The first time I met my neighbor, my heart did stop, briefly.
Do you remember those cylindrical, metallic “neuralyzers” that the men in black in Men in Black used to erase people’s short-term memories? I think about those things all the time. Specifically how great it would be to have one. It would be unethical to use my neuralyzer on other people, because I’m not a man in black. I would just want it for myself, for when I see or hear things I can’t really deal with. Or when I say or do things I immediately regret, which is pretty often. It would also be great at times like when I first met my neighbor.
My building has three units, and I had been living in mine for a few days before Stephen and I actually crossed paths. We introduced ourselves, talked a little about the neighborhood and our mutual intentions to be respectful and communicative, possibly even social, and then said good night. He turned and started walking to the stairs. But then he stopped and turned back.
“Oh, and, I probably shouldn’t be telling you this.”
Of the sentences I realistically expect to hear in life, that may be my favorite. Do go on.
“The last tenant in your apartment, he was your age … he died in there.”
“But everything should be fine now,” he continued, and turned to leave again. “Well, good night.”
No one brought up this fact prior to my moving in. Stephen was right, he probably shouldn’t have told me. He would have spared me nights and nights of unwanted speculation. Gas leak? Murderous robbery? Something to do with the plumbing? But on the whole, I’m better off for having met my neighbor.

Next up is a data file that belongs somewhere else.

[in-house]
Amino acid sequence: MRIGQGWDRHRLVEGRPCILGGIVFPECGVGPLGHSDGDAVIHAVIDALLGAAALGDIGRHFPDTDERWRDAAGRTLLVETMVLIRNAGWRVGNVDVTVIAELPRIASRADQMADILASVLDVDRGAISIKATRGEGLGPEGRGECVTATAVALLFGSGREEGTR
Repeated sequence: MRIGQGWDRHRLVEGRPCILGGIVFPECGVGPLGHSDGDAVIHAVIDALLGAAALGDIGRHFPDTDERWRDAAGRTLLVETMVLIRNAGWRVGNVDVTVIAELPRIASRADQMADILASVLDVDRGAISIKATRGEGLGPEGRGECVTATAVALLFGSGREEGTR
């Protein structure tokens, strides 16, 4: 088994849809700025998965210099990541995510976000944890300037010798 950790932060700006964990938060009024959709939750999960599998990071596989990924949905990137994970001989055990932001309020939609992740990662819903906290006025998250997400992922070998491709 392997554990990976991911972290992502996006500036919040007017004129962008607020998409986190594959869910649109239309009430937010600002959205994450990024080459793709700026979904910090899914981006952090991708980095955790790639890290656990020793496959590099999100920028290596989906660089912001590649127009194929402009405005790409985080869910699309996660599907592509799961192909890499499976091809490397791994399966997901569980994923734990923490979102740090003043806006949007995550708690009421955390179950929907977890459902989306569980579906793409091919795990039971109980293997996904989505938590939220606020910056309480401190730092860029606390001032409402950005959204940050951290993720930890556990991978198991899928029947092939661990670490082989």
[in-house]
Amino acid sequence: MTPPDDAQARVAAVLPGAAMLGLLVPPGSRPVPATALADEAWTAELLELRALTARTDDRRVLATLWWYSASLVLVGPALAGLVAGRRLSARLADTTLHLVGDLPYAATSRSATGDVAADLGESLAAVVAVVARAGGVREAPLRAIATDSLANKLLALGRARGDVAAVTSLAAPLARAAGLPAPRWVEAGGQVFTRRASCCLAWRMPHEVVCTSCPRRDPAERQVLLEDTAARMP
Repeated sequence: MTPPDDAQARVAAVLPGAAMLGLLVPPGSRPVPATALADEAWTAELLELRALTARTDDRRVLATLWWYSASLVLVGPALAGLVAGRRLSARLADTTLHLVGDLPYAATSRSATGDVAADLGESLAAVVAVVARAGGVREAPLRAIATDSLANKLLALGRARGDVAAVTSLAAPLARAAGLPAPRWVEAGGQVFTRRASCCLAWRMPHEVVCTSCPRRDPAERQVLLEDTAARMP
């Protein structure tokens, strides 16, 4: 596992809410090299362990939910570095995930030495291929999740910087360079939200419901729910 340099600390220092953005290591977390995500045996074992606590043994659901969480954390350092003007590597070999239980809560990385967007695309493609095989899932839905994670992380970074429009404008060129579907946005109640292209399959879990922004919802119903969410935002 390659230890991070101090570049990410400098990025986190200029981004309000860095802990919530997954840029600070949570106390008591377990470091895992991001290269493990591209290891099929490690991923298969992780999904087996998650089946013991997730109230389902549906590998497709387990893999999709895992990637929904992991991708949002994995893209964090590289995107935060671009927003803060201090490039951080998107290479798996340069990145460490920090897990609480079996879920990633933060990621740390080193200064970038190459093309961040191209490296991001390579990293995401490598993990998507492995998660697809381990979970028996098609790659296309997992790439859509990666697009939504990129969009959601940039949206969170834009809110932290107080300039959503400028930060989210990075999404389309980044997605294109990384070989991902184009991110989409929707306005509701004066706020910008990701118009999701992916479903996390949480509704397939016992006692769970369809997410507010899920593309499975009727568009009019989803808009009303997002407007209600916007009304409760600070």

Specifically, according to new research published today from psychologists at the University of Michigan, I’m less likely to die of a heart attack than I would be if I gave in to my more introverted tendencies. Social connection at the neighborhood level has long been known to be associated with good mental health, and some aspects of physical health. But this is the first study to look specifically at neighborhood social cohesion and heart attacks, which hit more than 700,000 Americans every year and cost everyone billions of dollars.
"There's evidence suggesting that negative factors of the neighborhood, things like density of fast food outlets, violence, noise, and poor air quality impact health,” lead researcher Eric Kim, a psychologist in his final year of doctoral work at the University of Michigan, told me. I'd add broken windows. One 2003 study found that “boarded-up housing” predicts high rates of gonorrhea in a neighborhood, as well as premature death due to cancer or complications of diabetes. (And murder.) More recently, researchers from University of Pennsylvania looked at the health detriments associated with vacant land. By their understanding, abandoned buildings lead to isolation and erosion of social relationships, mutual trust, and collective efficacy, which leads to poor physical health.
Kim’s team is focusing on the other side of things: the positive elements of a neighborhood that “might perhaps be protective or even enhancing of health." For a young scientist, Kim is precociously well versed in the language of hedging.
The study du jour, published in Journal of Epidemiology and Community Health, is based on assessments of social connectedness in 5276 adults in urban, suburban, and rural areas. The subjects rated how strongly they agreed with the following four prompts:
- "I really feel part of this area."
- "If [I] were in trouble, there are lots of people in this area who would help."
- "Most people in this area can be trusted."
- "Most people in this area are friendly."